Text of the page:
Igor Ozim

My teacher, Professor Igor Ozim, passed away very recently, on 23 March 2024. I came to his class as an 18-year-old, fresh from a series of summer master classes with him in his home country Slovenia, and in Semmering and Klagenfurt, Austria. Professor Ozim cared greatly for his students. Unable to afford studies in Switzerland, he sent me a list of competitions I could play at, in order to obtain the necessary financial basis upon which to study in his class in Bern. I won one of those competitions, and travelled from Dublin, a violin case in one hand, suitcase in the other.

Some of the most immersive years into the art of violin-playing ensued. Having been a student of Herman Krebbers throughout my teens, a teacher who encouraged confidence, self-assuredness and a focus on the concerti and bravura repertoire, I found myself suddenly in a “back to basics” scenario, something the majority of Prof. Ozim’s students experienced. Open strings, scales, etudes - from Ševčík and Kreutzer to the other end of the spectrum with Wieniawski, Paganini, Ernst - became a part of daily practice, weekly lessons and monthly class concerts. I won’t pretend I loved it. I did not. It was gruelling. It was merciless.
But I found myself transforming from day one. Where before, time was a casual witness of life as it passed, now being two minutes late for a lesson meant that I was told in no uncertain terms that if it happened again, I would not receive tuition. I came fifteen minutes early to every single lesson with Professor Ozim from that point on.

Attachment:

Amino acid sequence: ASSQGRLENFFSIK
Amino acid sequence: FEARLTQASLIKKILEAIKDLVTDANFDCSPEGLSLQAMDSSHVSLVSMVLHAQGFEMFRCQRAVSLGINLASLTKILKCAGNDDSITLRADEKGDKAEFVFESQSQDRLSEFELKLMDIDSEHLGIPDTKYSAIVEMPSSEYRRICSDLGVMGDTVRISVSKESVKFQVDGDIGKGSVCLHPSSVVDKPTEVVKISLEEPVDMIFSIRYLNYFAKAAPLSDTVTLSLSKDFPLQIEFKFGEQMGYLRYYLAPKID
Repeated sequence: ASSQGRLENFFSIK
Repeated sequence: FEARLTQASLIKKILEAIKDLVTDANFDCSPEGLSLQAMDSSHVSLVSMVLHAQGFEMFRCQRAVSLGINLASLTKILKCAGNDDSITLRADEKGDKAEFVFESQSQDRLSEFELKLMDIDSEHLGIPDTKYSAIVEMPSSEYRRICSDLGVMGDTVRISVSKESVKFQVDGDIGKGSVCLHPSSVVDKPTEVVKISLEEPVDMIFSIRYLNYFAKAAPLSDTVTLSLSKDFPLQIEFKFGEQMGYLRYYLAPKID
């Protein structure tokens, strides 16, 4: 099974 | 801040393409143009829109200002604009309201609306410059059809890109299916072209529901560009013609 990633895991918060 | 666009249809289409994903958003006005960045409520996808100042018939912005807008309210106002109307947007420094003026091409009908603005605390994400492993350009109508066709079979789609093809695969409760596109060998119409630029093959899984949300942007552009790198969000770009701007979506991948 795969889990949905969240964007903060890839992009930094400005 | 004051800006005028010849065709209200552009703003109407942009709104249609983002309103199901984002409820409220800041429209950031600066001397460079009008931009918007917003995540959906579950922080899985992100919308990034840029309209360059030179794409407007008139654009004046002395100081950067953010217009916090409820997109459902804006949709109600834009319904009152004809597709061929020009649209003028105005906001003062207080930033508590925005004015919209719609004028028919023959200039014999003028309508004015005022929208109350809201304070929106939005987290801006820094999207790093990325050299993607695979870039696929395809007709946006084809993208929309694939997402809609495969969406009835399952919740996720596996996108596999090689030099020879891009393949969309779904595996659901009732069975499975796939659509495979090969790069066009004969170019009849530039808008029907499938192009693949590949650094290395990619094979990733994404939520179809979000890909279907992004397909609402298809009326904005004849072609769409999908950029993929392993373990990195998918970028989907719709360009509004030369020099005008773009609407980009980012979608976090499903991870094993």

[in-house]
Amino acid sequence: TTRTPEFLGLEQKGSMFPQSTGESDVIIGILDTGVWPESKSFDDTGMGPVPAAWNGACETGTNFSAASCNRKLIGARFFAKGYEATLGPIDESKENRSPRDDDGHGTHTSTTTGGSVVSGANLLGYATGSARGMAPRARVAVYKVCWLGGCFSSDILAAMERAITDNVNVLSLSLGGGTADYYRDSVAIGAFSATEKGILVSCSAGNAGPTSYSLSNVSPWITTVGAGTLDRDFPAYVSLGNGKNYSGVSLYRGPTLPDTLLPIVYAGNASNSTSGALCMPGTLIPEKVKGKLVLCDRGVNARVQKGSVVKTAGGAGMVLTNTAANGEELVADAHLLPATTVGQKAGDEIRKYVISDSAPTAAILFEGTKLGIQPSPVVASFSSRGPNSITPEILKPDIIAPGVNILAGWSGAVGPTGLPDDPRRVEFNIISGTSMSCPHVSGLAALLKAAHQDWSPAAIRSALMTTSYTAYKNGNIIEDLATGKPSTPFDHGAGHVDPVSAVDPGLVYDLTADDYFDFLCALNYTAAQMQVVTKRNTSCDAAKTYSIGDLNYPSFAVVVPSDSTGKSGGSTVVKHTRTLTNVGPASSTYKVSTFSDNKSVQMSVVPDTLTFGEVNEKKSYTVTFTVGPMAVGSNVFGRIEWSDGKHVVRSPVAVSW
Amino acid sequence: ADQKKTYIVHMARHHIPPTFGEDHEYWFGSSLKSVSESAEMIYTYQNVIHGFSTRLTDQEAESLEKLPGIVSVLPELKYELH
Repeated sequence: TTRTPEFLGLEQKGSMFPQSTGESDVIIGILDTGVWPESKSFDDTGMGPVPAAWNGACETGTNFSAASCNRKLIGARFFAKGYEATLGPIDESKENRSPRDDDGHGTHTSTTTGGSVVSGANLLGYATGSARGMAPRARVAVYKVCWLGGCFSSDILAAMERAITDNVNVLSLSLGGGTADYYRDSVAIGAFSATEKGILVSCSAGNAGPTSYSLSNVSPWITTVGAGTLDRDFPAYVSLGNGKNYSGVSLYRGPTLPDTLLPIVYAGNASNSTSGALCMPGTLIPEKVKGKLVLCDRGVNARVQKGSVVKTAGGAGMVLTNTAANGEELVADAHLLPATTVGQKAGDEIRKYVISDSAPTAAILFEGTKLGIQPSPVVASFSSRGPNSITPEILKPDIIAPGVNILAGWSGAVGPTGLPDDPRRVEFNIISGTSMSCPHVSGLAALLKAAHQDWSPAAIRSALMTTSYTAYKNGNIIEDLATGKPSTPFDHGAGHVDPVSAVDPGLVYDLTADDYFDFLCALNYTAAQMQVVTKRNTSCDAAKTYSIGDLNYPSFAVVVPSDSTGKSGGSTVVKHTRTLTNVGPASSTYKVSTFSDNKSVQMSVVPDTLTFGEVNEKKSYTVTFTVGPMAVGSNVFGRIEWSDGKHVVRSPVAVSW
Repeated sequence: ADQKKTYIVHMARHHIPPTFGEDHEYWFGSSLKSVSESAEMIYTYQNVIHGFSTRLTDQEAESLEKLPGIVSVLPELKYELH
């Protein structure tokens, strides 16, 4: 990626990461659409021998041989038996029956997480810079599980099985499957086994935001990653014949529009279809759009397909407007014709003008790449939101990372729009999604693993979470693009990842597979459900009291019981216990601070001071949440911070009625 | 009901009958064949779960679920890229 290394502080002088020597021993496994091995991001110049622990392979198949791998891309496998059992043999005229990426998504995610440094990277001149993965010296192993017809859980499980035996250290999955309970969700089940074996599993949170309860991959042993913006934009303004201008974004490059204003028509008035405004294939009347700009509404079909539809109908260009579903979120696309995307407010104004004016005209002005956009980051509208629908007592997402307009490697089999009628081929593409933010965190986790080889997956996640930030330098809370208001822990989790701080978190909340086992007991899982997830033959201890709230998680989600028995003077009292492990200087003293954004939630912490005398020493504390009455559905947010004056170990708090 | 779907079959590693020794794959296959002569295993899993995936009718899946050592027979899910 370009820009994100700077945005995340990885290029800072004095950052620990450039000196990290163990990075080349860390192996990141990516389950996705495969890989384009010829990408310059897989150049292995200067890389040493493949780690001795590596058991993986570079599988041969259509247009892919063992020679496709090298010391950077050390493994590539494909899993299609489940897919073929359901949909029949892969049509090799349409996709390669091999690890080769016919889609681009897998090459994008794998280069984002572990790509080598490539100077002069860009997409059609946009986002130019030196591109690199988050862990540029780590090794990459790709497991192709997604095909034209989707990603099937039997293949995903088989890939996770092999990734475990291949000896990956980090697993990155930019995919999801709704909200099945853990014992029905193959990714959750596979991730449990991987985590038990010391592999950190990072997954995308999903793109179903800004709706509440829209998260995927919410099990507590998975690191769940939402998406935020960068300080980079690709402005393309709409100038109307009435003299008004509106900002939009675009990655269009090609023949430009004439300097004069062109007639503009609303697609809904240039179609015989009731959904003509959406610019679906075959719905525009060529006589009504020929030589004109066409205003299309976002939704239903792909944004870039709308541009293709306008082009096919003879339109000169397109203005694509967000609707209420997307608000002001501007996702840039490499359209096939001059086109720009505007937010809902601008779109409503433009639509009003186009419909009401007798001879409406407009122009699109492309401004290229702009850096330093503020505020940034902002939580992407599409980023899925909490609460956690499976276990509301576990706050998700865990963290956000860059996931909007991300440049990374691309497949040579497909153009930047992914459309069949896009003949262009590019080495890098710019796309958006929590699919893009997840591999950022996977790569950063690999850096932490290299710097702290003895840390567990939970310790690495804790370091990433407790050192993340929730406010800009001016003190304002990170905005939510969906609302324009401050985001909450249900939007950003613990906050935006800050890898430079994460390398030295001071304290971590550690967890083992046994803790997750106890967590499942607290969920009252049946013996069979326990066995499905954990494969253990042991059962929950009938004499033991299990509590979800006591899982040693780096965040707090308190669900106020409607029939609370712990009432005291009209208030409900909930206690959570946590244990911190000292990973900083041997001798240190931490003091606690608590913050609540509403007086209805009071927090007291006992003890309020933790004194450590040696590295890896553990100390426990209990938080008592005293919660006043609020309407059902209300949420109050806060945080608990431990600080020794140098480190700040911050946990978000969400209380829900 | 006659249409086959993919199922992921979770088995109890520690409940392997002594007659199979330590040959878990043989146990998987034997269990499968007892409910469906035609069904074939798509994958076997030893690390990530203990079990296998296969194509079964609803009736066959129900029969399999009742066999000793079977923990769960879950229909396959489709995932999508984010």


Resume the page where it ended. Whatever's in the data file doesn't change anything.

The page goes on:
Where before I floated along on talent, now I developed a curiosity about how things worked: that particular technique, the history of how a certain piece came into being, the benefit of not practising, not slowly, but in slow motion.

Where before I rocked up to class playing off by heart, now it was insisted upon that every first performance of any piece was played from the score.
Intonation and rhythm - there’s not an Ozim student on the planet who can’t rattle off a list of pieces they learned with him where those basic skills, alongside a complete understanding of the score, weren’t first priority.
And vibrato! He had a book in which he invited his students from all over the world to translate a “vibrato prayer”. My contribution was in Dutch and the prayer was something along the lines of:

“Dear God,
Grant me that I vibrate:
- all first and fourth fingers
- the first short note after a long one
- the last note before and the first note after a shift
- the culminating note of a shift
- when I cross a string
- and in diminuendo

I’m a stage animal, but he refused to let me perform in public for 6 months, much to the agitation of my manager at that time. He insisted on recalibrating how I approached performance - despite the fact that I felt I didn’t need any tweaking. He said: “Gwendolyn, I’m not a psychologist. But I’m a great psychologist.” And it was true.
Professor Ozim encouraged me to ask questions, and once he felt my cage could not be rattled, he supported my interpretations, no matter how idiosyncratic. As long as I could explain why. I’ve rarely met a violinist who could explain things as clearly as he could. Systematic. Considered. Burning with curiosity.